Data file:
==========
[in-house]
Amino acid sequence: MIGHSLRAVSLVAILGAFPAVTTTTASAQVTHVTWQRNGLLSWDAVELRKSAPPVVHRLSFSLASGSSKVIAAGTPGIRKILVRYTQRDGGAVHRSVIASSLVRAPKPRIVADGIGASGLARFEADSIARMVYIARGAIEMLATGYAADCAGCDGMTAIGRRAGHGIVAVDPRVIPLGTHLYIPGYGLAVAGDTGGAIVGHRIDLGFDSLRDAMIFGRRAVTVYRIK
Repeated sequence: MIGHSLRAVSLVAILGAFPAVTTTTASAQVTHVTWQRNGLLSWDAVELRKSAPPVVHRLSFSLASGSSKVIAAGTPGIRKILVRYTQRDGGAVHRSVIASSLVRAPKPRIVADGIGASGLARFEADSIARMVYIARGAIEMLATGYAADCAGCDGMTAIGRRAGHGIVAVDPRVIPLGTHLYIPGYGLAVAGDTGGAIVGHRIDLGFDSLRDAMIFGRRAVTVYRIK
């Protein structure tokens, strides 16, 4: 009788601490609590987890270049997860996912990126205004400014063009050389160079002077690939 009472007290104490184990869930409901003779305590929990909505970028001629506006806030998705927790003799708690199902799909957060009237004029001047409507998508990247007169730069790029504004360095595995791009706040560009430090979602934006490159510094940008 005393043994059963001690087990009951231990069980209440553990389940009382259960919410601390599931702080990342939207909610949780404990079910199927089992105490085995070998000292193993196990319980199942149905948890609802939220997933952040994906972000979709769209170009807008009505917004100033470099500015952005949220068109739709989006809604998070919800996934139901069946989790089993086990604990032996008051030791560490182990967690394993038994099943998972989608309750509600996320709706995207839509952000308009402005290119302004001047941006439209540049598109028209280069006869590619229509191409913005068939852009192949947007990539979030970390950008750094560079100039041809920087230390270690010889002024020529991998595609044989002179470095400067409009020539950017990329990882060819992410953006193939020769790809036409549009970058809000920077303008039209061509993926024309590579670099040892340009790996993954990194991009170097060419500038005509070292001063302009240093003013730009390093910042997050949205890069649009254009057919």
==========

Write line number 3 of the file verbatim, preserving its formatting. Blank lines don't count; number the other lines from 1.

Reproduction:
Repeated sequence: MIGHSLRAVSLVAILGAFPAVTTTTASAQVTHVTWQRNGLLSWDAVELRKSAPPVVHRLSFSLASGSSKVIAAGTPGIRKILVRYTQRDGGAVHRSVIASSLVRAPKPRIVADGIGASGLARFEADSIARMVYIARGAIEMLATGYAADCAGCDGMTAIGRRAGHGIVAVDPRVIPLGTHLYIPGYGLAVAGDTGGAIVGHRIDLGFDSLRDAMIFGRRAVTVYRIK